[Editor's Note (Murray): While I think all large enterprises should behave as targets and as though there are compromised systems on their networks, most of them do not know what Clarke claims to know about them. ]

NSA Director General Alexander Fingers China in RSA Hack (March 29, 2012)

Earlier this week, NSA Director and Commander of the US Cyber Command General Keith Alexander told the Senate Armed Services Committee that China was responsible for the attack on RSA last year. Those attacks compromised the security of RSA's SecurID tokens. The information taken was used in an attempted but ultimately unsuccessful attack against Lockheed Martin. General Alexander also said that China is stealing large quantities of military intellectual property from the US. General Alexander said that changes need to be made to make it more difficult for these types of attacks to occur. He said that the government needs real time capabilities to work with the private sector and stop attacks.
[Editor's Note (Murray): The recent Verizon Data Breach report tells us that commercial enterprises do not know in "real time" when they are under attack. ]

Gen Alexander: Pres. Approval Should be Required for Cyber Attack (March 27, 2012)

Alexander also told the Senate Armed Services Committee that cyber attacks on enemies' systems should require presidential approval and should not be left to the discretion of individual military commanders. General Alexander addressed the issue in what has been a classified debate over the military's rules of engagement in cyberspace. Alexander also told the committee that the NSA does not want to monitor private networks for cyberthreats, but instead, wants to provide malware signatures to help private industry monitor their own networks. Information about the threats would then be shared in real time.


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Study Claims Assumptions On Cyber Criminals Are Wrong (March 29, 2012)

According to a study released by The John Grieve Centre for Policing and Security at London Metropolitan University, 80 percent of cybercrime is committed by ordinary criminals and not sophisticated hackers as depicted by Hollywood. The research shows that 43 per cent of cyber-crooks are over 35 years old while 29 per cent are under 25, dispelling the myth of hacking being the preserve of highly skilled teenagers. The availability of crimeware and easy-to-use hacking tools means that criminals can get involved with cybercrime without having any high level of technical skills. Professor John Grieve, founder of policing centre, said "The research found evidence of many cases where there has been real success in closing down digital criminal operations. Growth in the digital economy will inevitably cause an increase in organized digital crime, however this need not be seen as an insurmountable problem. Rather, it is a predictable problem that - by better understanding the perpetrators and their working methods - we can meet head on."


Megaupload Drops Suit Against Universal (March 29, 2012)

Megaupload has filed the paperwork to drop a lawsuit it filed against Universal Music over a video the file sharing service produced; the video contained clips of musical artists saying positive things about Megaupload. The suit is likely to have been dropped so that Megaupload can focus its attention on criminal charges its executives face in the US over allegations of facilitating wanton copyright infringement. Megaupload may also be facing changes of copyright infringement in a lawsuit from the Motion Picture Association of America (MPAA)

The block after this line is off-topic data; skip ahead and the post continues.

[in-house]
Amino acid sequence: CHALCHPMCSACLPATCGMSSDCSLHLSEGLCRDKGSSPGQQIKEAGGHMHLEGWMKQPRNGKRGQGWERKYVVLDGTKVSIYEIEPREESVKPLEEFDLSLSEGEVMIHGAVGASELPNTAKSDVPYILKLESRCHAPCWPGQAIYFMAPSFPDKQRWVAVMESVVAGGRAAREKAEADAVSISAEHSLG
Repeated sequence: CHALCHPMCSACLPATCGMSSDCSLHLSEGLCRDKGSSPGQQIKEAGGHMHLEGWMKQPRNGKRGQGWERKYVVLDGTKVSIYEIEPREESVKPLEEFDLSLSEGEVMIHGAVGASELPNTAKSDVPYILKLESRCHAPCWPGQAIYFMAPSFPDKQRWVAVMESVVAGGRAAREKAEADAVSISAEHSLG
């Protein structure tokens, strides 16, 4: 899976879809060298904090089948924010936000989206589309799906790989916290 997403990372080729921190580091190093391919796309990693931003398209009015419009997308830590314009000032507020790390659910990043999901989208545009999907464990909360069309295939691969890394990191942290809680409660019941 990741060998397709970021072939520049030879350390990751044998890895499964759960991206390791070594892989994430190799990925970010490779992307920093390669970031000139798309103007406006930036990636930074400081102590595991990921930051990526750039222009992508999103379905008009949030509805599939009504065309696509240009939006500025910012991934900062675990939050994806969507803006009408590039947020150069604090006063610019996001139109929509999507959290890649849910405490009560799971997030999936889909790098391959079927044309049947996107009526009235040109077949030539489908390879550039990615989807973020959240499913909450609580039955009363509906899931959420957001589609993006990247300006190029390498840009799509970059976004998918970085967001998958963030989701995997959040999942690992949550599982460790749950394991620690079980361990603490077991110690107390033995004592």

Adobe Introduces Flash Player Silent Updates (March 28 & 29, 2012)

Adobe's most recent update for Flash Player addresses a pair of critical vulnerabilities. The newest release of Flash, version 11.2, also incorporates silent updates for Windows users, meaning that future updates will be installed in the background with no user interaction. The settings can be changed manually to alert users when updates are available and allow them to decide when they will be installed. This most recent update is the third security update Adobe has released for Flash Player in six weeks. Adobe plans to introduce silent updates for Mac at a later date.


[Editor's Note (Murray): Flash is historically broken. This is a solution that is worse than the problem. Enterprises should not be using Flash. ]

EU Proposes Hackers To Face Jail Sentence of Two Years (March 28, 2012)

The Civil Liberties Committee of the European Parliament has issued a number of proposals to tackle the threat posed by cybercrime by harmonizing cybercrime laws across EU member states. Under the proposals, the minimum sentence that would be imposed on someone found guilty of hacking offenses would be two years. Tougher minimum sentences of five years are proposed for those found guilty of disrupting systems using Distributed Denial-of-Service (DDoS) attacks or where financial loss has occurred. German MEP and Committee rapporteur Monika Hohlmeier said, "The financial damage caused for companies, private users and the public side amounts to several billions each year. No car manufacturer may send a car without a seatbelt into the streets. And if this happens, the company will be held liable for any damage. These rules must also apply in the virtual world." Under the proposals, those found possessing or distributing tools that could be used in attacks could also face stiff sentences, something which is raising concerns amongst information security professionals who use these tools for legitimately testing the security of systems.